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How Can Men in Prisons Use Dance to Access Their Emotions, and More?

How Can Men in Prisons Use Dance to Access Their Emotions

How Can Men in Prisons Use Dance to Access Their Emotions

To dance is to put yourself out there and feel free. To believe what people say.

It might be the least likely type of art to be found in a jail, which is meant to be a place of confinement and order.

A dance critic for The New York Times named Brian Seibert recently wrote about a successful dancing program for inmates at the California Institution for Men in Chino, about 35 miles east of downtown Los Angeles.

Brian spent months writing about the history and growth of the program, and he saw the students perform a dance at their graduation ceremony that helped “the men to be seen, and to see themselves, differently.”

After a lack of money in the 2000s, art programs in California jails have been growing, and since 2017, they are in every state facility. The growth of these activities shows that the country as a whole is moving away from punishment and toward helping prisoners get better.

Embodied Narrative Healing, the program that Brian worked on, is unique even within this changing framework. It isn’t funded by the government; instead, it is run by volunteers and supported by private donations. And it’s about dance, which is less often taught in jail art programs than visual arts, theater, or music.

Brian told me, “The dance program is such an odd thing, and it’s kind of a fluke that it’s there.” “All of the guys told me that touching other people isn’t allowed in their world, or if it is, it’s violent.”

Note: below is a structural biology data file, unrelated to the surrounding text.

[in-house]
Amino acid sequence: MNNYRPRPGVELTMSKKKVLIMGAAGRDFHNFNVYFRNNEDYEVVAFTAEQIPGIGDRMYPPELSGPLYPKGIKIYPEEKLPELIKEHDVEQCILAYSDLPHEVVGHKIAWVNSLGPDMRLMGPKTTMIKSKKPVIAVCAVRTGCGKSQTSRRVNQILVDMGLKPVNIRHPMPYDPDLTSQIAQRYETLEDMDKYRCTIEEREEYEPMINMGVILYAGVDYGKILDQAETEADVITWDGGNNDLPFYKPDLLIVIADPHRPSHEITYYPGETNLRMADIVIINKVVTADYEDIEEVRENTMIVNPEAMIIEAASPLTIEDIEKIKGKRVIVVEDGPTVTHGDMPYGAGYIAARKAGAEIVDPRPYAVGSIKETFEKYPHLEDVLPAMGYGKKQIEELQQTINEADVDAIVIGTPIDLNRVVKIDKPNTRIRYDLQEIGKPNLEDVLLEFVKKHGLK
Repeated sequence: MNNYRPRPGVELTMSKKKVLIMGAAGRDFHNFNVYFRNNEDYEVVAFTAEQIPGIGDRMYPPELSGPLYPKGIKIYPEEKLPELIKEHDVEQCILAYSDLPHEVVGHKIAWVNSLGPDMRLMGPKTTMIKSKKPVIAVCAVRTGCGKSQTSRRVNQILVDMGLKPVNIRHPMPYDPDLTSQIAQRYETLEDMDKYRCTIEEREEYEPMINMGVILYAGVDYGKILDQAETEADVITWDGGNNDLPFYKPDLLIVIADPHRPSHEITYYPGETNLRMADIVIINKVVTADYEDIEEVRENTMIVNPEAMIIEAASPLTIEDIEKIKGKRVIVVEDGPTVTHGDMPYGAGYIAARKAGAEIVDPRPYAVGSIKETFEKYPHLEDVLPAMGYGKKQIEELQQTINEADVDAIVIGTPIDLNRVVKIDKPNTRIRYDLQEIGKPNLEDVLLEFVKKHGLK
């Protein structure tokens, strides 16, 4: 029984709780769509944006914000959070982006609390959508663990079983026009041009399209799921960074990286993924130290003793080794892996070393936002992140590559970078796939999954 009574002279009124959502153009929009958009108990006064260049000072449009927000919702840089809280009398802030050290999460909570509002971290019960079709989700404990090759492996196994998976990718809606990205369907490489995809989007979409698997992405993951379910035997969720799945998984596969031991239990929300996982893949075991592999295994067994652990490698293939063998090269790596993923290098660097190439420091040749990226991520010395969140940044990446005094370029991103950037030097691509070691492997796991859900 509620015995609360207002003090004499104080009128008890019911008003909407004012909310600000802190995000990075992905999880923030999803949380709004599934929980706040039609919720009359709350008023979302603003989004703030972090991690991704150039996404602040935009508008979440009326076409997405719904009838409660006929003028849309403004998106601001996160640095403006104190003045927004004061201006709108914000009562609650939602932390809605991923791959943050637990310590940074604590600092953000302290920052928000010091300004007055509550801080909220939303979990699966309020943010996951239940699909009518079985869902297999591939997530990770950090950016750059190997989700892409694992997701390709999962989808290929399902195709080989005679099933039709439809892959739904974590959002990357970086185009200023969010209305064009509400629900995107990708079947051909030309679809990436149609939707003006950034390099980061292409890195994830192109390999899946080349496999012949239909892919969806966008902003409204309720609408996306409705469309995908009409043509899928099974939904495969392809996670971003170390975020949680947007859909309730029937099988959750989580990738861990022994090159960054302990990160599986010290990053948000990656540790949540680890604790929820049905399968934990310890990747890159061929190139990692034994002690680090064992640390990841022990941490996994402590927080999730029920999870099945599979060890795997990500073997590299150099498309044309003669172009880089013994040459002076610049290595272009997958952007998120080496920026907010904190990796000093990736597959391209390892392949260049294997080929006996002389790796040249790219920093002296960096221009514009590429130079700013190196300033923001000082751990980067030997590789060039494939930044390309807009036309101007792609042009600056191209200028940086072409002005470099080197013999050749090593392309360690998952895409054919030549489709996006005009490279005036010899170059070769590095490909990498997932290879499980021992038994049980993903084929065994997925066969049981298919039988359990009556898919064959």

Even simple things like trust exercises, which are a big part of high school acting classes, become “deep” in this setting, he said.

Even more amazing is that the Chino program is taught by the well-known French choreographer Dimitri Chamblas. At an event in Los Angeles, he met Bidhan Chandra Roy, an English professor at Cal State Los Angeles who had started a group to teach art lessons to people in Southern California prisons as a way to help with restorative justice.

Brian told me that Chamblas was quickly drawn to working with the prisoners and that they were also drawn to him.

Someone of Chamblas’s status doesn’t usually teach an arts program in prison. At least once, he stopped directing a fashion video in Paris in the middle of the shoot and flew back to Los Angeles so he wouldn’t miss his weekly jail class.

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“Chamblas doesn’t know anything about prisons or teaching in them,” Brian said. “There are a lot of people who work in this field and do a lot of research.” “He just goes in there with his big heart and his postmodern ideas, and they respond to it.”

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